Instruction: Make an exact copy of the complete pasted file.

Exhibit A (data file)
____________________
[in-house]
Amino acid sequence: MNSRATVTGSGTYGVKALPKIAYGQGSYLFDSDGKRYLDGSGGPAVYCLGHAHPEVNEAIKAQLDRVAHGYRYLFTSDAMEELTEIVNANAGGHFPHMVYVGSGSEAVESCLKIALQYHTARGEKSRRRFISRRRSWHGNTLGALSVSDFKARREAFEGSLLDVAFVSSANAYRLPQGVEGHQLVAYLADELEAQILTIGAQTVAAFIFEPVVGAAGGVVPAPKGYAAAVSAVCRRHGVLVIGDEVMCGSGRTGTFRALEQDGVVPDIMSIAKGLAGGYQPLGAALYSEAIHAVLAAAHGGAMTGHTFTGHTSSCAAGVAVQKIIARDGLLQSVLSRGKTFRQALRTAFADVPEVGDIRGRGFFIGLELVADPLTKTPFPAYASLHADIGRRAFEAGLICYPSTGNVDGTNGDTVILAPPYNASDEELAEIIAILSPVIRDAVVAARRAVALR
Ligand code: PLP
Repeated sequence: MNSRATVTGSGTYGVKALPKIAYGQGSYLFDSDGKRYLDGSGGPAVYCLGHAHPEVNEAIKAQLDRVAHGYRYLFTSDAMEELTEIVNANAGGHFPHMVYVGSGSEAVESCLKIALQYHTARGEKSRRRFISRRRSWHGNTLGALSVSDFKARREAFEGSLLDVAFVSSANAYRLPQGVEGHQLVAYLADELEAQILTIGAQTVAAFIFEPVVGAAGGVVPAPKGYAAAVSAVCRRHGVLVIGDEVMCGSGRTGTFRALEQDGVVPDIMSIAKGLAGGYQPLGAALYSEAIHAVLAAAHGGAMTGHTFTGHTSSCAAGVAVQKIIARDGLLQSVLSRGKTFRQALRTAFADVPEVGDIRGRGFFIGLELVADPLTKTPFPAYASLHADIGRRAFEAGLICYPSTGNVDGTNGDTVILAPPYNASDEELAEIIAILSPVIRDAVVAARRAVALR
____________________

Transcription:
[in-house]
Amino acid sequence: MNSRATVTGSGTYGVKALPKIAYGQGSYLFDSDGKRYLDGSGGPAVYCLGHAHPEVNEAIKAQLDRVAHGYRYLFTSDAMEELTEIVNANAGGHFPHMVYVGSGSEAVESCLKIALQYHTARGEKSRRRFISRRRSWHGNTLGALSVSDFKARREAFEGSLLDVAFVSSANAYRLPQGVEGHQLVAYLADELEAQILTIGAQTVAAFIFEPVVGAAGGVVPAPKGYAAAVSAVCRRHGVLVIGDEVMCGSGRTGTFRALEQDGVVPDIMSIAKGLAGGYQPLGAALYSEAIHAVLAAAHGGAMTGHTFTGHTSSCAAGVAVQKIIARDGLLQSVLSRGKTFRQALRTAFADVPEVGDIRGRGFFIGLELVADPLTKTPFPAYASLHADIGRRAFEAGLICYPSTGNVDGTNGDTVILAPPYNASDEELAEIIAILSPVIRDAVVAARRAVALR
Ligand code: PLP
Repeated sequence: MNSRATVTGSGTYGVKALPKIAYGQGSYLFDSDGKRYLDGSGGPAVYCLGHAHPEVNEAIKAQLDRVAHGYRYLFTSDAMEELTEIVNANAGGHFPHMVYVGSGSEAVESCLKIALQYHTARGEKSRRRFISRRRSWHGNTLGALSVSDFKARREAFEGSLLDVAFVSSANAYRLPQGVEGHQLVAYLADELEAQILTIGAQTVAAFIFEPVVGAAGGVVPAPKGYAAAVSAVCRRHGVLVIGDEVMCGSGRTGTFRALEQDGVVPDIMSIAKGLAGGYQPLGAALYSEAIHAVLAAAHGGAMTGHTFTGHTSSCAAGVAVQKIIARDGLLQSVLSRGKTFRQALRTAFADVPEVGDIRGRGFFIGLELVADPLTKTPFPAYASLHADIGRRAFEAGLICYPSTGNVDGTNGDTVILAPPYNASDEELAEIIAILSPVIRDAVVAARRAVALR